Another concern is COVID-19 variants, four of which have been detected in Colorado and account for less than 350 confirmed cases. But as long as the virus is spreading in the community, the higher the likelihood of more variants and worse outcomes. 

The variants, especially those first documented in the U.K., South Africa and Brazil have hampered efforts to bring the virus under control in many locations.

“While there is some evidence that vaccines may be less effective against variants of concern, we know that the currently authorized vaccines available will still produce an effective immune response against these variants that are currently circling in Colorado,” said Dr. Emily Travanty, director of the state public health laboratory. “And we urge everyone to get vaccinated.”

For many, vaccine appointments have been hard to come by. Next week, the state will have six mass vaccination sites in various parts of the state ready to vaccinate thousands of people a day. 

“We designed these sites to have the capability to administer 6,000 doses per day,” said Brig. Gen. Scott Sherman, who heads the UCC Vaccine Joint Task Force. “And it is certainly our plan to ramp up these sites and operate them six days per week as the vaccination supply increases and as we transition into phase two and the general population.”

The Mass Vaccination Sites include: 

  • Broadmoor World Arena in Colorado Springs, starting March 22 for four days a week and up to 2,000 people a day. Schedule appointments through Centura Health or call (720) 263-5737. 
  • Grand Junction Convention Center on the Western Slope, will be open five days a week soon. To schedule an appointment, visit the Mesa County Public Health website.
  • Dicks Sporting Goods Park in Commerce City, starting March 22. Schedule appointments through Centura Health or call (720) 263-5737.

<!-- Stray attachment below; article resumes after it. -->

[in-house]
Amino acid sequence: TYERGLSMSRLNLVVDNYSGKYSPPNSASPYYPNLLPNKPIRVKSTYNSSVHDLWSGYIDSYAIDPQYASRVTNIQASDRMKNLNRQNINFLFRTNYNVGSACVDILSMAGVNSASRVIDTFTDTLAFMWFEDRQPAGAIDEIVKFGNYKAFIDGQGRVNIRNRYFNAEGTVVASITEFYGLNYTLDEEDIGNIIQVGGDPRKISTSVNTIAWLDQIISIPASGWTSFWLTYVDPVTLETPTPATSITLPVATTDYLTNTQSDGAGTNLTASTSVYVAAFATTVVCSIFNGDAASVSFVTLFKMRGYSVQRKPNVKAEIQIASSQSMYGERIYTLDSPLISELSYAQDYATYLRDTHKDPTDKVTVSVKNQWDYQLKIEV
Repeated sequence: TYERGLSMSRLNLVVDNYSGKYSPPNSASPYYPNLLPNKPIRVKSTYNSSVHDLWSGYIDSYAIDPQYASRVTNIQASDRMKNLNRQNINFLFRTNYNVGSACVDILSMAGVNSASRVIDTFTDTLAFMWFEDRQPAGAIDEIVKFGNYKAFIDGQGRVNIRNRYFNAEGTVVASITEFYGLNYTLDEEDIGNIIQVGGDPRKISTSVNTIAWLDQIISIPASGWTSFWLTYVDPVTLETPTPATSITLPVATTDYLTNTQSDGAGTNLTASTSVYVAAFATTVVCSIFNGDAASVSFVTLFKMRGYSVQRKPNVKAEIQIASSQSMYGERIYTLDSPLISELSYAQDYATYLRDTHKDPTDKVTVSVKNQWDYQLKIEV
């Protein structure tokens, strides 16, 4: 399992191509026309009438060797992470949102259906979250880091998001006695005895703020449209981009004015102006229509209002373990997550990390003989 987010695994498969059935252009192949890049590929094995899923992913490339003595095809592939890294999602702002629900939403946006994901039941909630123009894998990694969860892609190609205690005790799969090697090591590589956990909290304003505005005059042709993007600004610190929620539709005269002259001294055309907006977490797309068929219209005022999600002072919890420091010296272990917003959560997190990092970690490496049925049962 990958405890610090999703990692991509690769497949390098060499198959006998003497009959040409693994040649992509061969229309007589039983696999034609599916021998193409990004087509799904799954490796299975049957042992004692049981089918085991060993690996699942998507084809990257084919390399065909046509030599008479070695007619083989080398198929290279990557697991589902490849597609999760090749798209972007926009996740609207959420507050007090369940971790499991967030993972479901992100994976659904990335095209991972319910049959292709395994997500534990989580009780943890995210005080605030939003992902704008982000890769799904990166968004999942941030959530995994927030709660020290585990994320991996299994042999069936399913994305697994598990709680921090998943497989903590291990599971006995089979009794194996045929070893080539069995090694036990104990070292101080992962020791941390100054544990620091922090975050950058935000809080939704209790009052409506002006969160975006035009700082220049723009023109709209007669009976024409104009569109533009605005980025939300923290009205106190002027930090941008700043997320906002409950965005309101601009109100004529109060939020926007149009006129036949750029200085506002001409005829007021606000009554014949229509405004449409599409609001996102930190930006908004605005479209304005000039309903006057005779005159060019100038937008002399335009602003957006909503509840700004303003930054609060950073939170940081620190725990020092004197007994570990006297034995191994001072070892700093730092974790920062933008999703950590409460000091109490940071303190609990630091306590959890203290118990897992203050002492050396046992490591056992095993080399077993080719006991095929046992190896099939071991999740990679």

• Colorado State Fairgrounds in Pueblo, starting March 22. Schedule appointments through Centura Health or call (720) 263-5737. 
  • The Ranch events complex in Loveland, starting March 22. Appointment information is not yet available. 
  • Ball Arena in Denver, starting April 1. Appointment information is not yet available. 

Before the snowstorm last week, Colorado received 325,600 doses. This week, the CDC started shipping doses on Tuesday, and Colorado has received 324,910 doses.

At the end of the month, the Johnson and Johnson vaccine is expected to increase to 60,000 doses that week, and then continue to increase to 90,000 doses a week in April. Plus, Pfizer and Moderna are expected to have thousands more doses available in April. 

Polis said the state should receive about 400,000 doses per week by the end of April, which would be enough to meet anticipated demand bringing Colorado closer to its goal of vaccinating every Coloradan who wants one.


Editor's Note: A limited number of CPR News journalists have started to receive vaccinations according to the state's prioritization of essential frontline workers.